Monday, 13 January 2014

The austere German Christmas

From a retailers perspective, the Christmas period has generally not been the greatest.  Last week we had some mixed-at-best numbers in the UK and the US and today it is the turn of Germany via their largest listed retailer Metro

Metro is an unusual company.  Its largest business is in cash and carry but it also retains significant exposure to supermarkets, electronics retail and department stores.  A retail conglomerate, you could say. 

And a global company too.  Metro runs over 2,200 outlets in 32 countries but gets just over two thirds of sales from Germany and other western European countries.  This makes it an interesting barometer of Europe's largest economy. 

Today's trading statement just covered sales (a fuller set of numbers including the profits line with be available next month) but even with a limited release what is striking is the continued negative like-for-like progression in local currency sales. 

Declining sales are not necessarily a disaster: they simply can reflect less profitable parts of the business being wound down.  What is noteworthy though is the contrast between the core Cash & Carry business in many geographies, across different continents...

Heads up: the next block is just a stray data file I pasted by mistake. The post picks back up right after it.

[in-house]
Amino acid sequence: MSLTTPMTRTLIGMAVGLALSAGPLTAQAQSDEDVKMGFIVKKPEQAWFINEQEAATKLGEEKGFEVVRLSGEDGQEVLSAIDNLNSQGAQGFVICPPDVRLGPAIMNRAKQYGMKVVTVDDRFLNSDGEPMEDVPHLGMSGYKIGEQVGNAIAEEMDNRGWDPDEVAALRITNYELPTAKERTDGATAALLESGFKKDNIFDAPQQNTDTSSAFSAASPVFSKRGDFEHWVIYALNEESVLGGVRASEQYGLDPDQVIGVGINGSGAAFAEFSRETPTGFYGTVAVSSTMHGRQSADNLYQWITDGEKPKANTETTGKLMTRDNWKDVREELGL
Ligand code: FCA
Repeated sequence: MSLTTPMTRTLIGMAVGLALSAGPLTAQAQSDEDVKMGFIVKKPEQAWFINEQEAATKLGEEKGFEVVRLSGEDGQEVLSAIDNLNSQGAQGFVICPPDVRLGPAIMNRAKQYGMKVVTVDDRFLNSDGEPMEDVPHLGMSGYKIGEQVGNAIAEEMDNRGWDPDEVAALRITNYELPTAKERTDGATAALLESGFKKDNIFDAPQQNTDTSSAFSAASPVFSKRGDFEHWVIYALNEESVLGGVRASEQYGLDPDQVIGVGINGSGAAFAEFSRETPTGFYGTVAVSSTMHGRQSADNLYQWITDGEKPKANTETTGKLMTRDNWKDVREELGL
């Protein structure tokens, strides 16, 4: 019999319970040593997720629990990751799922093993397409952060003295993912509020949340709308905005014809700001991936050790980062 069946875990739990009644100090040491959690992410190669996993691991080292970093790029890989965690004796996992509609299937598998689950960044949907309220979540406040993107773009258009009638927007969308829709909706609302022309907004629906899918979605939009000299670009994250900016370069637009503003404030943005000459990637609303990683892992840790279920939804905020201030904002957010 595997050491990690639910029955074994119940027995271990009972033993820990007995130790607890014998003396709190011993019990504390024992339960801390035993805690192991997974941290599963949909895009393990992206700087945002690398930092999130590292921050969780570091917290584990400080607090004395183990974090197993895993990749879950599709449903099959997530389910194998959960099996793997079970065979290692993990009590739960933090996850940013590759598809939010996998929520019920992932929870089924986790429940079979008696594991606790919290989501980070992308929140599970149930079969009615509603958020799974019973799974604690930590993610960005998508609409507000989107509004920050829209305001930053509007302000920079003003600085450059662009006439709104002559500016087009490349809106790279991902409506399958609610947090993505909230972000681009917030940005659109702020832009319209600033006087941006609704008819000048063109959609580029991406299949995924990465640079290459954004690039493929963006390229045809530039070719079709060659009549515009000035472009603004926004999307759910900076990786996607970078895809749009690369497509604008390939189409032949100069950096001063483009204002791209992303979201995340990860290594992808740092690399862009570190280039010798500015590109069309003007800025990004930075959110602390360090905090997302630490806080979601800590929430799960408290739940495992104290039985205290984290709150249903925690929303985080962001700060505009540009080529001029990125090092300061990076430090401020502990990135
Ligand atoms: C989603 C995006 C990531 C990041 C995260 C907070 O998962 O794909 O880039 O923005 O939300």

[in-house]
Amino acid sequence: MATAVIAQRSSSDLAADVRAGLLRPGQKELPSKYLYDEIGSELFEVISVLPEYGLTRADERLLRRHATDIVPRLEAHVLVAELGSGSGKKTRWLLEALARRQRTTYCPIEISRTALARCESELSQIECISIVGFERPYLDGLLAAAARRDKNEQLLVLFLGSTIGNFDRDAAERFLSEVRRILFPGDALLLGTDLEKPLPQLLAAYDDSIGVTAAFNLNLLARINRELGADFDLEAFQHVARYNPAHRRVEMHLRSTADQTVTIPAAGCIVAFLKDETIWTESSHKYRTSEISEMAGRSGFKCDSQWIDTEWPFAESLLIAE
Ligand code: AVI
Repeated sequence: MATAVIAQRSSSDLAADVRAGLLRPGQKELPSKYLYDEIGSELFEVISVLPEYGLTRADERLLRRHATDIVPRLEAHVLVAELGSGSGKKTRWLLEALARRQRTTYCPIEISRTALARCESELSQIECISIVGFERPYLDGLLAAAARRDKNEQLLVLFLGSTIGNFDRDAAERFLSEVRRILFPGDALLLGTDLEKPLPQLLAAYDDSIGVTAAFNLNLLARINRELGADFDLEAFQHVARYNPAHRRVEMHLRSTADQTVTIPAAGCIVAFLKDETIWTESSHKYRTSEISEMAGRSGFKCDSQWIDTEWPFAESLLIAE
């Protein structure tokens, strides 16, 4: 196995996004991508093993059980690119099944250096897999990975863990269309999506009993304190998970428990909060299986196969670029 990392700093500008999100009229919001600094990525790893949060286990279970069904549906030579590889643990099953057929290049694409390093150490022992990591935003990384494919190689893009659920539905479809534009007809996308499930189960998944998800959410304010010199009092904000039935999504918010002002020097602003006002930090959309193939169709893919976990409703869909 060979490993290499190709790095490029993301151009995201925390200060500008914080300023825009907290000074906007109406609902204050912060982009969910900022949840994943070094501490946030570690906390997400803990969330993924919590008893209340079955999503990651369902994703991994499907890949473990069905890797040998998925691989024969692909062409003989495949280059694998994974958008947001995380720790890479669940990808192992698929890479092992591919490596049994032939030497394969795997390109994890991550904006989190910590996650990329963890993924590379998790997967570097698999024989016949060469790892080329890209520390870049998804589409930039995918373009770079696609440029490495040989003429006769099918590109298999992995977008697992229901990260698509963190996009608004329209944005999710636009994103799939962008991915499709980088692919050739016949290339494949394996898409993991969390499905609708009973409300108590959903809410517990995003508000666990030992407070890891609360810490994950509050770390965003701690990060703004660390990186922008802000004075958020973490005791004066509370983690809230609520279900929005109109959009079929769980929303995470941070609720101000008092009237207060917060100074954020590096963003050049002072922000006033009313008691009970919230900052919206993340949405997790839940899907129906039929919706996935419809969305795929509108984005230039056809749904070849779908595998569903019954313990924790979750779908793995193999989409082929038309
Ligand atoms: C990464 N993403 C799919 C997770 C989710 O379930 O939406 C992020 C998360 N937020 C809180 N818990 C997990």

...and the decline in their core German supermarkets brand Real due to 'competitive market conditions' helping to lead to 'reductions in food prices'.  An austere Christmas German indeed.  In various media interviews, the CEO of the business has described the period as 'soft'. 


Metro shares have had a strong last nine months boosted by hopes of a turnaround and rumours that the company's sprawling structure might be evolved or even broken-up.  As the three year chart shows below though, Eurozone retail challenges have not escaped them. 


 
As noted above, a fuller disclosure will be available next month including the all-important profit lines, but beyond Metro, the read-across for the German economy is interesting.  The headlines are full of German economic success but the reality is that the economy is split...and the average consumer (as in most of the Western world) is struggling. 

Germany has become ever more reliant on export success to keep the growth juggernaut going.  This not only is distorting the global economy (see below) but it is constraining and hampering European policy-making, as discussed last week

I am sure retailers like Metro would agree that change is beneficial. 


Appendix: global trade balance distortions



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